Vertical dimensions and shapes provide seminal perspectives. The Bay of Fundy is such a place to feel them. It claims to have the highest tidal range on the planet, on average rising and falling 56 feet [17 meters], twice a day.
While the tides run relatively constant, the power of moving water creates an impermanence to the landscape. The land changes albeit slowly. And of course, we physically change too, though on a timeline far shorter than these “monuments.” These amazing structures will outlast me, which is to say they’ll still deliver an enduring perspective to others who might be standing on the very spots when I took these photos.
It’s not difficult to dislike the brutal cold [7F with -10 windchill]. In spite of that, I find a quality that transcends visual beauty.
The cold makes things hold fast. It’s a natural form of “stop-motion” for inanimate objects. And a few animated ones as well vis-a-vis, birds stoically perched in a tangle of shrubs enduring both the cold and the wind.
For a brief instance—and I mean brief—I’m part of the landscape with camera in hand. The cold forces me to hunker down, to pull tighter the collar of my jacket, the hat on my head, the gloves that now feel powerless to the temperature as my fingers start to numb.
Winter is a beautiful time of year for me.
In a short period of time, a tsunami of products and services have overwhelmed our values to such a point that we’ve conditioned ourselves to expect the next version of something, to be better than the one we already have. But we’re not any happier or better in our day-to-day lives. Not all consumers consume as such. There is a distinction between a collector and an accumulator.
The sheer number of branded products vying for our attention—and our money—is beyond words. Our attention spans are already fractured from our immersion in diversions and distractions. Is it any wonder that marketers are looking for that strategy which helps their brands to stand out, to be readily noticed and purchased, to be the “next best thing?”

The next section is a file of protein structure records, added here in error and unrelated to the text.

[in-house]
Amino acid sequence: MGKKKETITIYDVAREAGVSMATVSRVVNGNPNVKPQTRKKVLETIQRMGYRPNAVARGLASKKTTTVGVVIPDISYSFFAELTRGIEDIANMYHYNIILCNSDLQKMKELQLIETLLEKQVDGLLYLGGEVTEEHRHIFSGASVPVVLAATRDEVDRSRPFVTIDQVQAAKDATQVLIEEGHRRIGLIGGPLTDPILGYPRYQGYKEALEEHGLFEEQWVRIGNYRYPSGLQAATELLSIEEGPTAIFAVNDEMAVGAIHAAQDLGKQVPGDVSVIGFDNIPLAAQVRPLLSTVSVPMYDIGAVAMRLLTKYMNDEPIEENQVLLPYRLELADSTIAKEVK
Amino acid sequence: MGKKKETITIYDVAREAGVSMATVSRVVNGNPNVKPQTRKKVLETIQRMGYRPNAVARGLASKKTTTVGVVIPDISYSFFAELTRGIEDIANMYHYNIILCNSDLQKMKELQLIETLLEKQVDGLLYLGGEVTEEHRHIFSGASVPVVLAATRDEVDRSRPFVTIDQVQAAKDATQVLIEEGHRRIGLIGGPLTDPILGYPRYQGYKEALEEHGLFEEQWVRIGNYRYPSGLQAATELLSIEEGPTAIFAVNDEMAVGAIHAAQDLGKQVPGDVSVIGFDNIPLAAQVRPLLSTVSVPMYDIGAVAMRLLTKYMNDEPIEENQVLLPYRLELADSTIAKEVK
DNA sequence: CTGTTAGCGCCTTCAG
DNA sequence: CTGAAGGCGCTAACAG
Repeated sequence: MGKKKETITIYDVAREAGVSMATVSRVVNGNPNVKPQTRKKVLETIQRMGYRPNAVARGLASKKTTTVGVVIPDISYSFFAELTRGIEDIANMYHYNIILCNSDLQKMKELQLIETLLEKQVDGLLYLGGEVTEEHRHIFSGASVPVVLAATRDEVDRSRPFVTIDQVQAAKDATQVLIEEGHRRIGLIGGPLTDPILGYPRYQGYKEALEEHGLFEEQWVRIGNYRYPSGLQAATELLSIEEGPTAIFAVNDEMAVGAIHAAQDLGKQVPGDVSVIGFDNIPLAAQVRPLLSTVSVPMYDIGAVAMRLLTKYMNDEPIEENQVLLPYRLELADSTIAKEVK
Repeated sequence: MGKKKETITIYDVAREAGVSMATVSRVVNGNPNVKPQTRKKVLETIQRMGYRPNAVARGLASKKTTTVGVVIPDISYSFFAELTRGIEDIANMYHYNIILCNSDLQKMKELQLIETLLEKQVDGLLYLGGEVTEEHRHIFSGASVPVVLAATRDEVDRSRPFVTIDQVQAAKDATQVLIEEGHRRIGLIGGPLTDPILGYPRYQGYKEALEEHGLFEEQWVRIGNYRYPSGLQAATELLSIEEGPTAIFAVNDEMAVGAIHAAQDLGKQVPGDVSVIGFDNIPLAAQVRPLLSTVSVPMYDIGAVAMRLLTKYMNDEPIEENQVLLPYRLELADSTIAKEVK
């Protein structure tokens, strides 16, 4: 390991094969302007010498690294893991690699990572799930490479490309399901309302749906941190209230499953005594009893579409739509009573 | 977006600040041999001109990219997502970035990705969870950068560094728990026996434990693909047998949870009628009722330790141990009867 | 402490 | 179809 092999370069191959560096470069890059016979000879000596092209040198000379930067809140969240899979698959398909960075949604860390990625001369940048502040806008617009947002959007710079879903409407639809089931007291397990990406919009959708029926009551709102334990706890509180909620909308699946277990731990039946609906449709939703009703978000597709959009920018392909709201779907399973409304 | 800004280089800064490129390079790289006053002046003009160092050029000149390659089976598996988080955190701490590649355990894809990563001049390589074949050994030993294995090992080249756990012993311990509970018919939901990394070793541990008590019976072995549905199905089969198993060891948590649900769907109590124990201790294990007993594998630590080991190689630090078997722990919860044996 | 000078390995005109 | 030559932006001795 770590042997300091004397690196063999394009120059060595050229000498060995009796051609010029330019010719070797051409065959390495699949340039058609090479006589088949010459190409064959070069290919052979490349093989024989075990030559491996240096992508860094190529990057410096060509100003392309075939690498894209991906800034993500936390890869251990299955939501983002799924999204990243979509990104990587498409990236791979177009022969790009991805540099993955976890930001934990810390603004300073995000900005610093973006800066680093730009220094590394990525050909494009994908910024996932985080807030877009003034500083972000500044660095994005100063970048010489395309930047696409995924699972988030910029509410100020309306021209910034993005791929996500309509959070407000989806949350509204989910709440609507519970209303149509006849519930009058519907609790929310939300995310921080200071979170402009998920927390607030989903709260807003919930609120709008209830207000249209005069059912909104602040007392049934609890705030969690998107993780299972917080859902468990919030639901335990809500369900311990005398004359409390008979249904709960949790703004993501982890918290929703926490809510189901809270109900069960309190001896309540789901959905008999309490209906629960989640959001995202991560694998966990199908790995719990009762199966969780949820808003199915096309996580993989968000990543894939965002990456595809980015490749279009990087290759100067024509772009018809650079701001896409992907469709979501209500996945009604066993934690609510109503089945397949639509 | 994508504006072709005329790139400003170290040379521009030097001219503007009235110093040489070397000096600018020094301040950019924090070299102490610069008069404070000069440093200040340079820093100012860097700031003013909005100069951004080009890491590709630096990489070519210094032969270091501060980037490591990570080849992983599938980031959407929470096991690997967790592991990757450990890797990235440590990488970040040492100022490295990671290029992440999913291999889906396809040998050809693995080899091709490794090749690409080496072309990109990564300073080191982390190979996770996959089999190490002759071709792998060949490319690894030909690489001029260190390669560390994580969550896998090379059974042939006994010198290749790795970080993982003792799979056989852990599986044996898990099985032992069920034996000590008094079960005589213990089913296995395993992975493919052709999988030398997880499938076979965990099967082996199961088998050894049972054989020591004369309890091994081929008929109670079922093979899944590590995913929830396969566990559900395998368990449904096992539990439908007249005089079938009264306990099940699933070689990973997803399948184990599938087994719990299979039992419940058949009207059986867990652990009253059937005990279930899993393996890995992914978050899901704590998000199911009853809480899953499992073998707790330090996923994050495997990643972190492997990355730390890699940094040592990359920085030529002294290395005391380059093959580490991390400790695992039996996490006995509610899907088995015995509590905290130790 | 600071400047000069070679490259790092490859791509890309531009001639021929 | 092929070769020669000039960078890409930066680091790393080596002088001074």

So, how do we optimize the value of our brands, which by the way, also includes our personal brand?
During my walkabout with camera in hand, I noticed in a meadow a particular detail that stood out: specs of white in an expanse of green, brown and yellow. If the meadow is a designated market area [DMA], the flora its products and services, then it’s easy to recognize the stand out among all the offerings. The simple, white flowers.
These flowers lack the colorful palette of warm yellows, reds and oranges, which is precisely the point. One color, was enough to make our “product” stand out from the rest of the other flowering plants. If we are to champion some level of emotional ownership for a brand, more is often not always better. In fact, the challenge becomes finding the single most relevant, genuine quality that deserves attention. That quality is a narrative that needs to be told.
That quality doesn’t need to be original [nothing is anymore, really], but must be genuine. The quality is accessible, identifiable, perhaps even an antidote to the distractions that contribute to our sensory overload. Marketing minimalism is the distillation of that particular quality that allows the brand to stand out. In this day and age of “reality-this-or-that,” there is a hunger for something far more genuine, more real, more tangible that removes us from our penchant to consume or accumulate things.
I‘m not one that’s into special photo effects. And many apps can help create textures and blurs and other renditions. In the first image, the wind helped me out.